Although the [Plan S] coalition has managed to gain some international members, the overall response to Plan S has been lukewarm outside of Europe. India’s government, for example, decided to forgo joining the coalition and develop its own national effort to advance open access, despite earlier indications that it would be joining the group. In Latin America, where Argentina has joined cOAlition S, academics have raised concerns about the initiative’s focus on pay-for-publishing models. One worry is that if funders or universities are required to cover fees for publishing open access in commercial journals, financial resources could be diverted from their current system, under which journals are free to publish in and free to read—and scientific publications are owned by academic institutions….”
“The vision for a predominantly open access (OA) publishing landscape has shifted from a possibility to a probability in the opinions of many. A 2017 Springer Nature survey of 200 professional staff working in research institutions around the world found that over 70% of respondents agreed scholarly content should be openly accessible and 91% of librarians agreed that “open access is the future of academic and scientific publishing.” …
As noted, there is growing consensus within academia that the majority of scholarly content will be available OA in the future — but how to reach that end is still a matter of debate. The announcement of Plan S in September 2018, an initiative by a consortium of national and international research funders to make research fully and immediately OA, sent shockwaves throughout academia. 2019 saw the release of the revised Plan S guidelines with some significant changes, including an extension of the Plan S deadline to January 2021, a clearer Green OA compliance pathway, and greater flexibility around non-derivative copyright licenses. What remains the same — and has been a matter of significant debate — is that Plan S will not acknowledge hybrid OA as a compliant publishing model.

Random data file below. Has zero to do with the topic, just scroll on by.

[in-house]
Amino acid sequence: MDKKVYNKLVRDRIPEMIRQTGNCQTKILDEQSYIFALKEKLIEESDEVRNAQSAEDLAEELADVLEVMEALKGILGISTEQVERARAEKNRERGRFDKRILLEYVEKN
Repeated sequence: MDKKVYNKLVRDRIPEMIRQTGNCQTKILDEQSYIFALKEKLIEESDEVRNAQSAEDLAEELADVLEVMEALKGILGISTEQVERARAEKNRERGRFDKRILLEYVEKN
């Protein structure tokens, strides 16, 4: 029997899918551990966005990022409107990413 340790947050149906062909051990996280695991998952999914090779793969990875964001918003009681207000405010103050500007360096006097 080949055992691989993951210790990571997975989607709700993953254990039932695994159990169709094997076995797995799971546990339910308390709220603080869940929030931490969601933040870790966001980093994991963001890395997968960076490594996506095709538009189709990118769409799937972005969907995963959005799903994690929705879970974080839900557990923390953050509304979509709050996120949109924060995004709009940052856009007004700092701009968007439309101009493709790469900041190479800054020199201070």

In response to concerns raised by scholarly societies around the feasibility of transitioning to full and immediate OA publishing without compromising their operational funding, Wellcome and UKRI in partnership with ALPSP launched the “Society Publishers Accelerating Open Access and Plan S“ (SPA-OPS) project to identify viable OA publishing models and transition options for societies. The final SPA-OPS report was released in September of 2019, encompassing over 20 potential OA models and strategies as well as a “transformative agreement toolkit.” …”